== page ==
7. Applications filed on or before December 1, 2007, and assigned to art unit 3671.
  8. Applications filed on or before January 1, 2008, and assigned to art unit 3672.
  9. Applications filed on or before November 1, 2007, and assigned to art unit 3673.
  10. Applications filed on or before February 1, 2008, and assigned to art unit 3676.
  11. Applications filed on or before July 1, 2007, and assigned to art units 3677.
  12. Applications filed on or before November 1, 2007, and assigned to art units 3679.
  13. Applications filed on or before May 1, 2006, and assigned to art unit 3735.
  14. Applications filed on or before April 1, 2007, and assigned to art unit 3736.
  15. Applications filed on or before December 1, 2006, and assigned to art units 3737.
  16. Applications filed on or before August 1, 2006, and assigned to art units 3768.
  17. Applications filed on or before December 1, 2006, and assigned to art unit 3739.
  18. Applications filed on or before September 1, 2007, and assigned to art units 3762 and 3766.
  19. Applications filed on or before September 1, 2006, and assigned to art unit 3769.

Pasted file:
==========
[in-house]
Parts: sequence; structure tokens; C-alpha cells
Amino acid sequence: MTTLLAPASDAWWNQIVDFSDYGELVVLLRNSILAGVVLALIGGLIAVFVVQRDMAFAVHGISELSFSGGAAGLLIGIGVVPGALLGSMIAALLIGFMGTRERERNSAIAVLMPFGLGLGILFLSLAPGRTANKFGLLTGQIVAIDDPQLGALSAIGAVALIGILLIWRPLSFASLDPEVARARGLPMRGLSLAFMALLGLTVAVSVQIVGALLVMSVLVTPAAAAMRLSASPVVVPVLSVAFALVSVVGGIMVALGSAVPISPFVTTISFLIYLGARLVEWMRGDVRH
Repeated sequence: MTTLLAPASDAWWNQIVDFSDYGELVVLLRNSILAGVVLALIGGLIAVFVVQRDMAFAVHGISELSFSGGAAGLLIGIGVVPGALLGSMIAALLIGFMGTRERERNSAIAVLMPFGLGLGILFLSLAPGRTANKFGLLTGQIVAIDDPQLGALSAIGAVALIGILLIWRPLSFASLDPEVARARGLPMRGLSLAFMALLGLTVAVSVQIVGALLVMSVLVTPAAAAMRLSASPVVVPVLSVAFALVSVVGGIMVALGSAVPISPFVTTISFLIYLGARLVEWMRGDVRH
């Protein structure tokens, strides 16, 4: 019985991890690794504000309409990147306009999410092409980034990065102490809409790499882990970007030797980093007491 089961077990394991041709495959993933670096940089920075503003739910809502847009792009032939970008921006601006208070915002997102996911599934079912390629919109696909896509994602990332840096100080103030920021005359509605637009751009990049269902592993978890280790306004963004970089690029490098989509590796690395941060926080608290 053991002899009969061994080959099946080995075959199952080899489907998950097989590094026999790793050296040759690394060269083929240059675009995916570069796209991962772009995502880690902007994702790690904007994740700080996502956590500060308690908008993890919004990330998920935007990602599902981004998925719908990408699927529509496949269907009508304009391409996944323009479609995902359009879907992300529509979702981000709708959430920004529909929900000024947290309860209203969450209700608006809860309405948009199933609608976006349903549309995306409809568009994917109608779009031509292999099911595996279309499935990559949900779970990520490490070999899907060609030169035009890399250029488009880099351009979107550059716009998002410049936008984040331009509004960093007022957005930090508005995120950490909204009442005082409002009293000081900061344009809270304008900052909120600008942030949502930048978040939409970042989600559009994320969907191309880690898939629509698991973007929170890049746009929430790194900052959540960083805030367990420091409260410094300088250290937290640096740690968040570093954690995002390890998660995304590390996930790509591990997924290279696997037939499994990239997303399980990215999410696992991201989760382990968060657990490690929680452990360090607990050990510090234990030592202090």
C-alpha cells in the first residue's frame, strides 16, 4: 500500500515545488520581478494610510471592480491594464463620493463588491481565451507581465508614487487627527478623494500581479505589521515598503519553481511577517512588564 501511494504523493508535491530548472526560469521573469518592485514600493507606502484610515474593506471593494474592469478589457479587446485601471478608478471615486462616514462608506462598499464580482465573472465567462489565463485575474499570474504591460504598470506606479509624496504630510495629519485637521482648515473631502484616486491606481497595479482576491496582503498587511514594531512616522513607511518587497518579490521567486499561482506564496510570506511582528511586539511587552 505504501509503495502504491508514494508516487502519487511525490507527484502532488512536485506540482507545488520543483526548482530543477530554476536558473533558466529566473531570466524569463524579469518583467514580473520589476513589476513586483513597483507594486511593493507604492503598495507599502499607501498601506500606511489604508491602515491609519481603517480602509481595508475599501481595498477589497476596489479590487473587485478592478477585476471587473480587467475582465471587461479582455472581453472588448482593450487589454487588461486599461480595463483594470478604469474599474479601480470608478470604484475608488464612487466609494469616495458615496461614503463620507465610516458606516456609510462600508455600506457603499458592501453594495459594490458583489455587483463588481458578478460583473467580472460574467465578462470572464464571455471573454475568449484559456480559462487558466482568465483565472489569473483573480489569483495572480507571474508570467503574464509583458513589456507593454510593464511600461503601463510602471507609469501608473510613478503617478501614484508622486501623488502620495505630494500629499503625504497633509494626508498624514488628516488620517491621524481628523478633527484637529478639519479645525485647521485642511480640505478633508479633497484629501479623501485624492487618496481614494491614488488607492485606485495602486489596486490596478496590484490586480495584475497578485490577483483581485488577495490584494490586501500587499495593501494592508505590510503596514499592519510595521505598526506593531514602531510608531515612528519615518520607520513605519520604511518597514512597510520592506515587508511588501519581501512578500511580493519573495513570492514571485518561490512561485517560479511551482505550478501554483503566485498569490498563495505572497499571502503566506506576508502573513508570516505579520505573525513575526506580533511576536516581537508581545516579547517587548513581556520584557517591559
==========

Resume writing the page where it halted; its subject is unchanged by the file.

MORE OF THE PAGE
Eligibility Requirements for Original First-Action Interview Pilot Program

Previously, new utility applications that fell within either Group I or Group II as outlined below were eligible for the original First Action Interview Pilot Program:

 Group I:

(1) Filed on or before September 1, 2005, and prior to a first action on the merits;
 
(2) Classified in Class 709 (Electrical Computers and Digital Processing Systems: Multi-Computer Data Transferring); and
(3) Assigned to an art unit in either working group 2140 (group art unit 214x) or 2150 (group art unit 215x).

 Group II:

(1) Filed on or before November 1, 2006, and prior to a first action on the merits;
 
(2) Classified in Class 707 (Data Processing:  Database and File Management or Data Structures); and
(3) Assigned to an art unit in working group 2160 (group art unit 216x).

This advisory was prepared by Nutter's Intellectual Property practice. For more information, please contact your Nutter attorney at 617-439-2000.

This update is for information purposes only and should not be construed as legal advice on any specific facts or circumstances. Under the rules of the Supreme Judicial Court of Massachusetts, this material may be considered as advertising.

 

 

Maximizing the protection and value of intellectual property assets is often the cornerstone of a business's success and even survival. In this blog, Nutter's Intellectual Property attorneys provide news updates and practical tips in patent portfolio development, IP litigation, trademarks, copyrights, trade secrets and licensing.